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Elizabeth Arden to start chasing the high-end rather than Bieber fans

Justin Bieber And David Freese On "The Tonight Show With Jay Leno"Justin Bieber And David Freese On "The Tonight Show With Jay Leno"
Justin Bieber promotes his fragrance on 'The Tonight Show' in 2011.Kevin Winter—NBCUniversal via Getty Images

Elizabeth Arden (RDEN) is discovering that chasing the mass market and celebrities can lead to a cul-de-sac rather than to riches.

The New York-based beauty company, which makes fragrances for stars such as Taylor Swift and Justin Bieber, on Tuesday said it was cutting jobs, and planning to drop some unprofitable businesses and fragrance license agreements as part of a restructuring effort aimed at lowering its overhead costs by $40 million to $50 million annually.

A few years ago, Elizabeth Arden got aggressive in the celebrity fragrance market—its roster now includes fragrances by Britney Spears, Taylor Swift, and Justin Bieber—in an attempt to go toe-to-toe with Coty (COTY). It also has found itself very exposed to the lower-end market after years of pushing into the mass market channel: a couple of years ago, it got dinged when a mass market retailer dramatically cut back on orders. (It didn’t say which one, but Wall Street analysts surmised it was Wal-Mart Stores (WMT).)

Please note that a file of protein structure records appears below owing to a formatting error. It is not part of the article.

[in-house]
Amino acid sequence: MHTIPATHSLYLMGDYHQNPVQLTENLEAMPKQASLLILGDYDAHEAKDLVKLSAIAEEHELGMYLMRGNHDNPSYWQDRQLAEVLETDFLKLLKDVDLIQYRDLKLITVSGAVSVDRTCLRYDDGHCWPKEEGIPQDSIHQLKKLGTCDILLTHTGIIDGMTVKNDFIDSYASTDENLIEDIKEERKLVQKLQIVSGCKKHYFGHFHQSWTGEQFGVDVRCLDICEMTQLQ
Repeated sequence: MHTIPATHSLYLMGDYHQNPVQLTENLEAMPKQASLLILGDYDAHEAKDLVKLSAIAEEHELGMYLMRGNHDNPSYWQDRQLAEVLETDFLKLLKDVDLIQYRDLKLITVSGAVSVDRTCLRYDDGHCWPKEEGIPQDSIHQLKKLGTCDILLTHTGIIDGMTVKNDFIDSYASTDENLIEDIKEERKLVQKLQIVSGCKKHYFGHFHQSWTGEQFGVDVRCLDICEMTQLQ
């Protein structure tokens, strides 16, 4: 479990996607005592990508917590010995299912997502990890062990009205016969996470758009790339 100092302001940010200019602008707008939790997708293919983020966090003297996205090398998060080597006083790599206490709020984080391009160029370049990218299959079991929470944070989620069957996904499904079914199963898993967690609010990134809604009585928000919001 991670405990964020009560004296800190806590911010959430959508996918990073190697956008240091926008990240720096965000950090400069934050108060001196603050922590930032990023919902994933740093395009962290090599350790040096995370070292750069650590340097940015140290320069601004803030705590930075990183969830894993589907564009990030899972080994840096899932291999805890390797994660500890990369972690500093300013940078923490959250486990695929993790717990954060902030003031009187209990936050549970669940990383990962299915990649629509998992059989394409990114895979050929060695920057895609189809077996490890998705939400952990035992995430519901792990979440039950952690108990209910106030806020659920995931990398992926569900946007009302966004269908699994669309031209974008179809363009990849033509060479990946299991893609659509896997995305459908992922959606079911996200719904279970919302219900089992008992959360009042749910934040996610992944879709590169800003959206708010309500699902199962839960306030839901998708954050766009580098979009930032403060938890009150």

And so now it is trying to retrench, dropping some celebrity and designer licenses (it didn’t say which), which are typically lower-priced items, and putting more emphasis on reviving its higher-end namesake brand, along with a more concerted effort to push its prestige products, particularly overseas where Arden has been a latecomer. In May, about the time it instructed its Goldman Sachs bankers to potentially look for buyers, Elizabeth Arden announced its “Performance Improvement Plan,” aimed it helping its get back on its feet after a few years of middling sales. (It has repeatedly had to revise forecasts downward in the past year.)

Another big problem for Elizabeth Arden is that it is very exposed to fragrance at a time companies like Estee Lauder (EL) are pumping millions into research to develop better skin care products, the fastest growing area of the beauty industry.

“In fragrance, there’s been a lot of competition, and it tends to be more discretionary. At the same time, skin care has been getting a lot of investment from beauty companies,” said Morningstar analyst Erin Lash, who covers the beauty industry, though not Elizabeth Arden specifically.